Subject: A Quick Poll of Dissidents on Ether and Other Views....

Date: Wed, 20 Oct 1999 11:00:13 EDT




Dear Friends,


The email addresses appear to include roughly 35 physicists and/or

philosophers who are not overly enamored with the popular state of physics.

I was wondering if readers would do me the favor of answering a few questions

on the viewpoints they prefer, and I will tabulate the results and post them.

As I am pretty sure most people do not want to be inundated with 35 extra

emails, please just reply directly to me--if you care to respond at all. I

will then communicate the results in an email. The results will be anonymous.

If you would prefer to answer a few questions--but skip the others, that

obviously is fine. For example, the last 3 questions have nothing to do with

physics--and are in there just to see if there's any other intellectual

trends among us. But if you don't want to answer them, please ignore them.


1) Do you prefer the ether view of electromagnetism--and if not, what theory

do you prefer? Or are you undecided?


2) Do you believe that there exists a physically real Lorentz contraction?


3) What experiment(s) do you feel theories of relativity have the most

difficulty in explaining?


4) What do you feel is the most intellectually distasteful aspect of the

theories of relativity or qm (you may choose more than one)? Lack of

physical (material) causality? Lack of absolute time? Curving space?

Wave-particle duality? Lorentz-transforms? Twin-paradox? Other?


5) Do you believe in "time dilation" a.k.a. clock retardation?


6) Do you believe gravitation is due to a physical (ether) push toward matter

either through pressure, LeSagian screening, or due to a physical inflow of

an ether?


7) Do you believe faster-than-light transfer of information is possible (or

has even already been proved to occur)?


8) Do you believe a bodiless force can act at a distance without any

intervening material mechanism or material medium?


9) If you are an etherist, do you believe in a compressible ether? Or an

incompressible ether? Or are you undecided?


10) If you are an etherist, do you believe the ether frame is identical to

the CMBR frame?


* * * * * * * * *


Here are some side questions which people may or may not be interested in:


11) Would you consider yourself religious, agnostic, or atheist?


12) Do you believe in evolution?


13) Would you consider yourself politically and economically to the right of

center, in the center, or left of center? Do you particularly favor more

socialist or capitalistic economic views?

Thank you so much for your time,


--Dennis McCarthy




Dear McCarthy,

first of all excuse me for my customary delay in aswering, but, besides all things I have usually to do, I received last week lot of mails from all the world, after the international diffusion of the news about my last book, concerning a possible until now unknown source of inspiration fo Einsteinís E = mc^2...

Anyway, thanks a lot for your last message. I send to you as an attachment the "virtual book" containing all the answers I received to my inquiry, and I reply thereafter to your poll of 1 month ago!


Always best wishes,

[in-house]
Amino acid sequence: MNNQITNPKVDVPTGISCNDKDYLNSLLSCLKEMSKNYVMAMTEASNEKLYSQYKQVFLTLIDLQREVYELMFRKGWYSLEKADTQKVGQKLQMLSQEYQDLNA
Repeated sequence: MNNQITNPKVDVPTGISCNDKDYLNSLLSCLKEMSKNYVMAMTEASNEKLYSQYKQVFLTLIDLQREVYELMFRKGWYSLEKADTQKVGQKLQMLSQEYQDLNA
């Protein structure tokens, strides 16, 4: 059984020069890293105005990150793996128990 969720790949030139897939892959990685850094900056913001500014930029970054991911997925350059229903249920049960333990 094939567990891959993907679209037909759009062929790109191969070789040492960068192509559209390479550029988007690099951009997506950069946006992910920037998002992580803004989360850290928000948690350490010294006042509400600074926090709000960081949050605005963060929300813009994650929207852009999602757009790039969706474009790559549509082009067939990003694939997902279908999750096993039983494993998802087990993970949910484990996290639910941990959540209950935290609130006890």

from yours most sincerely


Umberto Bartocci


(copy to Galeczki, Kelly, and others friends)



1 - I undoubtedly support the mechanical image of e.m. founded on some ether theory.


2 - I do not know; perhaps it does really exist a modification of the e.m. interactions which keep together a "rigid" body due to a motion through the ether, but I cannot believe that it could exactly be in the form foreseen by SR, and independent on the materials (FitzGerald transversal dilation could be as good as Lorentz longitudinal contraction...).


3 - I assert that the validity of the principle of relativity has not been tested enough, with properly electromagnetic experiments (like Trouton-Noble, for instance), which after all should be performed WITHOUT supposing that a terrestrial laboratory is in absolute motion (I rather prefer Stokes kind explanations). These test require a "forced motion", like in Fresnel-Fizeau experiment, and I do not know of almost any, except Marinov attempts concerning the so called "inverse Rowland experiment", and Mullerís similar ones. I believe that even Miller experiments, concerning the repetition of Michelson-Morley observations at some height from the sea level could give some trouble to relativity.


4 - The greatest "sin" of relativity belongs to the realm of general philosophy. While the space and time of relativity are quite "logical" from a mathematical point of view, it is patent that they are quite different from the ordinary space and time categories of the human mind - the ones which one can call the "rational" space and time. This means that the success of relativity is the first step towards the edification of an entirely new philosophy of physics, an "irrational" one, which leaves once for all Spinozaís belief, that "ordo et connectio idearum idem est ac ordo et connectio rerum" (order and connection of ideas are the same as the order and the connection of things), and makes possible the following assertion of the prize Nobel winner Feynman about the structure of Nature: "What I am going to tell you about is what we teach our physics students [...] and you think Iím going to explain it to you so you can understand it? No, you are not going to be able to understand it. [...] It is my task to convince you not to turn away because you donít understand it. You see, my physics students donít understand it either. That is because I donít understand it. Nobody does. [...] Itís a problem that physicists have learned to deal with: Theyíve larned to realized that whether they like a theory or they donít like a theory is not the essential question. Rather, it is whether or not the theory gives predictions that agree with experiment. [...] The theory of quantum Electrodynamics describes Nature as absurd from the point of view of commn sense. And it agrees full with experiment. So I hope you can accept Nature as She is - absurd" (QED - The strange theory of light and matter, Princeton University Press, 1985, pp. 9-10). Only by defeating relativity from an experimental point of view (proving that it does not correspond to the "reality"), it will be possible to win this irrationalisic and pessimistic tendencies, and to restore the interpretation of natural science as "adaequatio intellectus et rei" (St Thomas of Aquino - science consists in "equalizing" reality and thought).